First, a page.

Minimal maintenance has been a primary selling point for synthetic rattan: a quick spray with a garden hose is all that is needed to keep most pieces clean. If your children squish a cupcake into the weave, vacuum it out first, and then wash with a hose. If necessary use a sponge with very well diluted washing up liquid, then rinse.
Look out for cushions made of quick-dry foam with waterproof covers. Most standard cushions come in browns, neutrals and off-whites to complement the rattan, although Indian Ocean keep fabric books in their showrooms where you can order cushions in colourful patterned waterproof designs by upmarket firms such as Dedar and Osborne & Little.
It is worth taking time, too, to consider which colour of rattan will complement the textures and tones of your terrace. A grey or natural weave with variegation of colour, and a scraped or ridged surface in every strand works well in traditional gardens, looks good on a York stone or chipped granite terrace or a weathered-to-grey wooden deck.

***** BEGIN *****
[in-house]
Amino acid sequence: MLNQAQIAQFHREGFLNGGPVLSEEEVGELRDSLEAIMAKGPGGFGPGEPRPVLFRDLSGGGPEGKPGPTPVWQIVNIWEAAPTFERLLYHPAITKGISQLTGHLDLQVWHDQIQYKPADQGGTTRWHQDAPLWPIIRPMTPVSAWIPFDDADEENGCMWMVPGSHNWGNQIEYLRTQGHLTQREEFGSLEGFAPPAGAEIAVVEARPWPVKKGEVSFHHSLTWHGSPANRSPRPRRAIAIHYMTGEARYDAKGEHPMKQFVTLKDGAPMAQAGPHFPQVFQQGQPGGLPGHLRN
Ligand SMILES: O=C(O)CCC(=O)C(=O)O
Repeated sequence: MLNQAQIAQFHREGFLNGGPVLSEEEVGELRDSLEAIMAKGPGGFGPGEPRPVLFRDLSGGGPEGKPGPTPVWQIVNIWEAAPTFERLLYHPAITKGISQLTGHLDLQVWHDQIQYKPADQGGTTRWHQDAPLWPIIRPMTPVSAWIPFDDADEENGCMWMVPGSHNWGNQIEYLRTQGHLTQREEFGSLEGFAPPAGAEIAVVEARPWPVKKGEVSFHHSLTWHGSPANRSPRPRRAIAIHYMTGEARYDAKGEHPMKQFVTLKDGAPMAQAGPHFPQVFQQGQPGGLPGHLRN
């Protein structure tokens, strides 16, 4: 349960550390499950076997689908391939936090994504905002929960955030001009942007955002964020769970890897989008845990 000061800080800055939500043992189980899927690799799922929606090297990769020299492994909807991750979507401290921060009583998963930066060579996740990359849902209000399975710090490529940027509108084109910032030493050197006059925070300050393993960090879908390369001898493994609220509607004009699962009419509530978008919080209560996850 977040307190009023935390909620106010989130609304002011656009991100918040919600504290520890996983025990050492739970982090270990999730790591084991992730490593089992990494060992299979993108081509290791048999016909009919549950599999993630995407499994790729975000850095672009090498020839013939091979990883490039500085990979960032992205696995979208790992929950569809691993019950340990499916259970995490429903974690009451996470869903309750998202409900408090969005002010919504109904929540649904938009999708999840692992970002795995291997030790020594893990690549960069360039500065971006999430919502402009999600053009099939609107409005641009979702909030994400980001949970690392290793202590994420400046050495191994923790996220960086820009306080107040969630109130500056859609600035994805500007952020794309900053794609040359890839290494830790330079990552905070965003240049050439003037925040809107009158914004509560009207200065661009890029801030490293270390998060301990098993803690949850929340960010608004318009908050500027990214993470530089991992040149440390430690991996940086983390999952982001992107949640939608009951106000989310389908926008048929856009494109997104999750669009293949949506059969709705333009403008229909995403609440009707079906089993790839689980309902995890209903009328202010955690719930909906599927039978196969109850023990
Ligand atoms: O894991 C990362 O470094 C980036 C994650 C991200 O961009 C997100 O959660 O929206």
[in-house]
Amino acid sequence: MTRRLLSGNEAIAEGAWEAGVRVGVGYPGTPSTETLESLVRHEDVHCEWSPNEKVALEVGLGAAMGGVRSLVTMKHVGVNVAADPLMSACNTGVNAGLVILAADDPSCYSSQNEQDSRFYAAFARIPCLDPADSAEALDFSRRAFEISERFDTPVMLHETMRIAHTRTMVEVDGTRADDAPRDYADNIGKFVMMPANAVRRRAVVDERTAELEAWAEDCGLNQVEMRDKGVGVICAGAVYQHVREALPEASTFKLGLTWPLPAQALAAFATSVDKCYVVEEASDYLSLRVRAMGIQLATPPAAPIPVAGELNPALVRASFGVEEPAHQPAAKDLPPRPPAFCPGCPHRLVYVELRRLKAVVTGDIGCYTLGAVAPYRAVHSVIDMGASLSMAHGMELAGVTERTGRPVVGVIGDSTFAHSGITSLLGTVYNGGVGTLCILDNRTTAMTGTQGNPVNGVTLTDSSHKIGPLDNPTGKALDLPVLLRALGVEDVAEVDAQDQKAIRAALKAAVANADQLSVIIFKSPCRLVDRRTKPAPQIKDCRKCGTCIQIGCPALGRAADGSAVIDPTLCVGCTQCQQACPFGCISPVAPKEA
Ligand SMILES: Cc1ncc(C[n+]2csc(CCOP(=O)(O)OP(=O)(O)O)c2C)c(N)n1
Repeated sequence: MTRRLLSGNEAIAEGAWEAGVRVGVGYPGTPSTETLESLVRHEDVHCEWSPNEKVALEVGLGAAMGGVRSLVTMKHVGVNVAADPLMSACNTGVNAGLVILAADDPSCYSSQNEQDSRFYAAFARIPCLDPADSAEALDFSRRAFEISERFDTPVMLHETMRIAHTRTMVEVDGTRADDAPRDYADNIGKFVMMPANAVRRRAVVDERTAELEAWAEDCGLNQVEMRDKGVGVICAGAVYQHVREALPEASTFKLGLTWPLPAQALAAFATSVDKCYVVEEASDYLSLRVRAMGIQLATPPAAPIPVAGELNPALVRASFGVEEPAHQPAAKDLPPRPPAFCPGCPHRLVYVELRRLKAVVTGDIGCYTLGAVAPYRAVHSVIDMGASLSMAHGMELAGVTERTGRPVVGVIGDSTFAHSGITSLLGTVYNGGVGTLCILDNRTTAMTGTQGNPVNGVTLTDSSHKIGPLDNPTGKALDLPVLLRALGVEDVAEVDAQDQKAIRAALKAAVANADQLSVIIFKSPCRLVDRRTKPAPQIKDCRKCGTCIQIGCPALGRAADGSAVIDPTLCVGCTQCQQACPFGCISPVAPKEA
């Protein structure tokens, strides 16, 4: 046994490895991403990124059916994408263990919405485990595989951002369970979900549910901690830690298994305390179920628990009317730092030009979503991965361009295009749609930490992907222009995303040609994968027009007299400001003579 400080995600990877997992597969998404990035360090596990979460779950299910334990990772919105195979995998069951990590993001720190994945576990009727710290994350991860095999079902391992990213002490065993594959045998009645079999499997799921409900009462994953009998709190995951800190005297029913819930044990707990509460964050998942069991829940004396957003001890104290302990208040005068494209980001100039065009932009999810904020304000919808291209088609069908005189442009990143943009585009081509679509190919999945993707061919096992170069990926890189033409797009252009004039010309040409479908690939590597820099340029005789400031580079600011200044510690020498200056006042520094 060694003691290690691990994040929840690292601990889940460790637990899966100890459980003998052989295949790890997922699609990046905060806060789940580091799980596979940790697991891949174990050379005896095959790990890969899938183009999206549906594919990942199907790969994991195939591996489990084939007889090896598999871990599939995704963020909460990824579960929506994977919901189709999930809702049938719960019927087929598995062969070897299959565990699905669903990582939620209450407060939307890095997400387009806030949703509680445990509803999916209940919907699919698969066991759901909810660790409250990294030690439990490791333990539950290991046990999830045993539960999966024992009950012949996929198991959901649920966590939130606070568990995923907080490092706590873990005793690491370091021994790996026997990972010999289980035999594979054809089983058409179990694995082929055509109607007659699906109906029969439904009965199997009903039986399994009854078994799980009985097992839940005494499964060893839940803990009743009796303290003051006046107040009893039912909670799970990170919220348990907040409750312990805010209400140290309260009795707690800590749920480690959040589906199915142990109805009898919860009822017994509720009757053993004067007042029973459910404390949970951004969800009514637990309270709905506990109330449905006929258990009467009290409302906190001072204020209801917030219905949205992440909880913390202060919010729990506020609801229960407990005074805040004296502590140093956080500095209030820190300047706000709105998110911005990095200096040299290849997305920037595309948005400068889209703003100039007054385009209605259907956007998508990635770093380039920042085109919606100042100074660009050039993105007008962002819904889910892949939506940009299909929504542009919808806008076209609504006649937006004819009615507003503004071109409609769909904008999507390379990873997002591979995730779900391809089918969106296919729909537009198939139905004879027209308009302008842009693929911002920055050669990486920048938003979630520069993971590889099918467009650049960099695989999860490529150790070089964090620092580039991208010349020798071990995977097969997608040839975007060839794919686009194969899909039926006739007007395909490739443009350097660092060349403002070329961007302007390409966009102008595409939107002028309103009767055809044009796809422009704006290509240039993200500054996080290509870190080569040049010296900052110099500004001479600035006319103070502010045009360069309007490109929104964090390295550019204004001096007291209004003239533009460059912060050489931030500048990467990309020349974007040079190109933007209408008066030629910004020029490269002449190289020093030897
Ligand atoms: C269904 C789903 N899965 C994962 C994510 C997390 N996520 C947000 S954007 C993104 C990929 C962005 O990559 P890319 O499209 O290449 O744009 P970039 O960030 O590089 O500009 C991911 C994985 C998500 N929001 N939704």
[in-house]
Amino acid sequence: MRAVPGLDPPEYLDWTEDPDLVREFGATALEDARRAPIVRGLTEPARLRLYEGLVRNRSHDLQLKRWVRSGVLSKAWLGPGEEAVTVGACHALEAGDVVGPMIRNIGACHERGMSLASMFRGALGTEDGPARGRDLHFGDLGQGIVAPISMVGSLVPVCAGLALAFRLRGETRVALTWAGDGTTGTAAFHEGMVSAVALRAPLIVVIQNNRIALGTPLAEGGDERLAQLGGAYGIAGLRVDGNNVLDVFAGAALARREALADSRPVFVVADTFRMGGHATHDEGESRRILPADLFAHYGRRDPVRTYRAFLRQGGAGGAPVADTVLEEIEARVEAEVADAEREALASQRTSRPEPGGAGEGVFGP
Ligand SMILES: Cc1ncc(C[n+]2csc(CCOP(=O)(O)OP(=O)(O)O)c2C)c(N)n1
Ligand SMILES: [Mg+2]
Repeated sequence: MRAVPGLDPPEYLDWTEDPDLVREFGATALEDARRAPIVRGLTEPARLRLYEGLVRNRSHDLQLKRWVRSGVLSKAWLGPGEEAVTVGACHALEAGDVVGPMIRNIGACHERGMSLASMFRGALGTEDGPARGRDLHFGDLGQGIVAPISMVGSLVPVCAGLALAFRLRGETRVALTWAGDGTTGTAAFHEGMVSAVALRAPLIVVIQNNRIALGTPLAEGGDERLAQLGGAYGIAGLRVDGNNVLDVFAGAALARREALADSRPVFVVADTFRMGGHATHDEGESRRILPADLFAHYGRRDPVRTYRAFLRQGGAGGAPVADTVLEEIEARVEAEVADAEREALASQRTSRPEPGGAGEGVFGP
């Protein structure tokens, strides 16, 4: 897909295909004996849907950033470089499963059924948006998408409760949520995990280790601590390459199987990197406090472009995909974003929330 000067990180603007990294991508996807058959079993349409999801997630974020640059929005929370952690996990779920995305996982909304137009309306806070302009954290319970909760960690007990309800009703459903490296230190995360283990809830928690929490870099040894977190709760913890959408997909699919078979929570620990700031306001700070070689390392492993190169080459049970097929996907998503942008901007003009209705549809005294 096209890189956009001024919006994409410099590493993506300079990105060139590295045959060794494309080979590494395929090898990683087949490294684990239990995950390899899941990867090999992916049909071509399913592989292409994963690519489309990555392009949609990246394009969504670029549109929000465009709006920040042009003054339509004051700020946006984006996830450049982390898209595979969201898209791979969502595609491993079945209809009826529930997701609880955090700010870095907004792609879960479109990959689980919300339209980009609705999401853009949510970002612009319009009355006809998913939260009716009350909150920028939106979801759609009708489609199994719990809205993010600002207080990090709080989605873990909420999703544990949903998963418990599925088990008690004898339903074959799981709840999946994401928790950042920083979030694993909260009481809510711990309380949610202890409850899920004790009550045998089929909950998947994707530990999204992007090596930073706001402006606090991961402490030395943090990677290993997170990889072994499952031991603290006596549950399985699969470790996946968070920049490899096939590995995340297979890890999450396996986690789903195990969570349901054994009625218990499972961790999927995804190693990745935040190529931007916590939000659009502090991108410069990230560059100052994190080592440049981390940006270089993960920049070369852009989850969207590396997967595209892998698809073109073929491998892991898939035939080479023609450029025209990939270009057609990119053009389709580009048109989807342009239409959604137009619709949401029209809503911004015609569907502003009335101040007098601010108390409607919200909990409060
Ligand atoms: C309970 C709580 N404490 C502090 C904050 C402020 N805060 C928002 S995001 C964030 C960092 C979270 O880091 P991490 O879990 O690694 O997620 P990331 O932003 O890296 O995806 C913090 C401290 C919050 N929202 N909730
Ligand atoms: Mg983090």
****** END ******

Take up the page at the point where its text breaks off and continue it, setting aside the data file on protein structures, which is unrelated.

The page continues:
Dark brown, narrow weave, with an evenly scored surface, sometimes called “spaghetti weave”, looks great on a patio of brick, terracotta tiles or natural pea-shingle, and a black weave is best on a roof top garden of grasses and silver plants, with slate, steel, pebbles or topiary. In the trade it is reckoned that white rattan furniture is best kept for a Mediterranean garden, but it can look great in Britain, too, on a glass-edged modern balcony, overlooking the sea, or beside a secluded turquoise swimming pool, with white surrounding walls.